The journal Nature reports that making quick decisions feels better than making complex ones. This raises all sorts of questions about whether "blink" decisions, "snap judgments" or following the "wisdom of the crowd" are more genuine or better ways to make decisions.
A team of researchers at the University of Amsterdam, The Netherlands, carried out a series of studies to distinguish between these ideas. In one experiment, university students read a list of features about four different cars, such as facts on their mileage and legroom, before deciding which car to pick.
The experiment was set so that some students were presented with a short list of features, making for a simple decision, while others faced a bafflingly long list of 12 competing characteristics. Some students were left to think about their decisions for a few minutes, whereas others were distracted by being asked to solve anagrams.
For the simple decisions, students made better choices when they thought consciously about the problem. But for the more complex choice, they did better after not thinking about it, Ap Dijksterhuis and his colleagues report in Science1. To carry this idea into the real world, the team also studied people who were shopping: either in an Amsterdam department store, where they bought straightforward clothes or kitchenware, or in IKEA, where they bought furniture, which one might expect to be a more complicated decision-making process. The team asked the shoppers whether they had thought hard about their purchase beforehand, and a few weeks later asked them whether they were happy with it.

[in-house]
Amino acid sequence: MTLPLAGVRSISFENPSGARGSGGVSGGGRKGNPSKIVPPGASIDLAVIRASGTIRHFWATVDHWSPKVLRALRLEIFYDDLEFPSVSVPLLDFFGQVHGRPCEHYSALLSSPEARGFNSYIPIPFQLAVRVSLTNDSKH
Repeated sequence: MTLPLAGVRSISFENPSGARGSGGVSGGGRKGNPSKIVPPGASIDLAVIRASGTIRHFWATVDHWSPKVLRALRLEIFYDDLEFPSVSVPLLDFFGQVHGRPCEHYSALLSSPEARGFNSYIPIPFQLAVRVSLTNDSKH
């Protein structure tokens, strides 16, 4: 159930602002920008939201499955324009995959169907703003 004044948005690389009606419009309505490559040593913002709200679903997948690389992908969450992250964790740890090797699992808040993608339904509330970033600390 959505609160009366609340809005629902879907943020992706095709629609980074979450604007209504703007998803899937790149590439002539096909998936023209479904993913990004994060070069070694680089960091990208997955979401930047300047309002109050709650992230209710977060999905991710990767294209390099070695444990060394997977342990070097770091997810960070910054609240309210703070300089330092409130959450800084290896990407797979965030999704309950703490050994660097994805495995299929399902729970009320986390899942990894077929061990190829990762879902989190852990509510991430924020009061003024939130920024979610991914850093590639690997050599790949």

Of course, all the time people are "not thinking about" a problem their brain is processing the data in the background. It's the natural way of dealing with large amounts of information, something we often forget in our multitasking-driven, decide-right-now world.
Yet this kind of research, which merely finds that it feels better to work less at a decision will be abused by folks eager to rationalize the offering of stupid decisions to the market when what the conversational market really demands is more information and more collective contemplation of complex decisions. It may even be the case that in the conversational market people will decide to buy less often—perish the thought!—and to spend more, but wisely, when they do buy, which suggests the more complex offerings will be better accepted than simple ones.
Nevertheless, we're going to hear this study echoed as proof that people like only simple decisions made without much thought, which thoroughly misunderstands how much information we want and are able to process given the time to deliberate.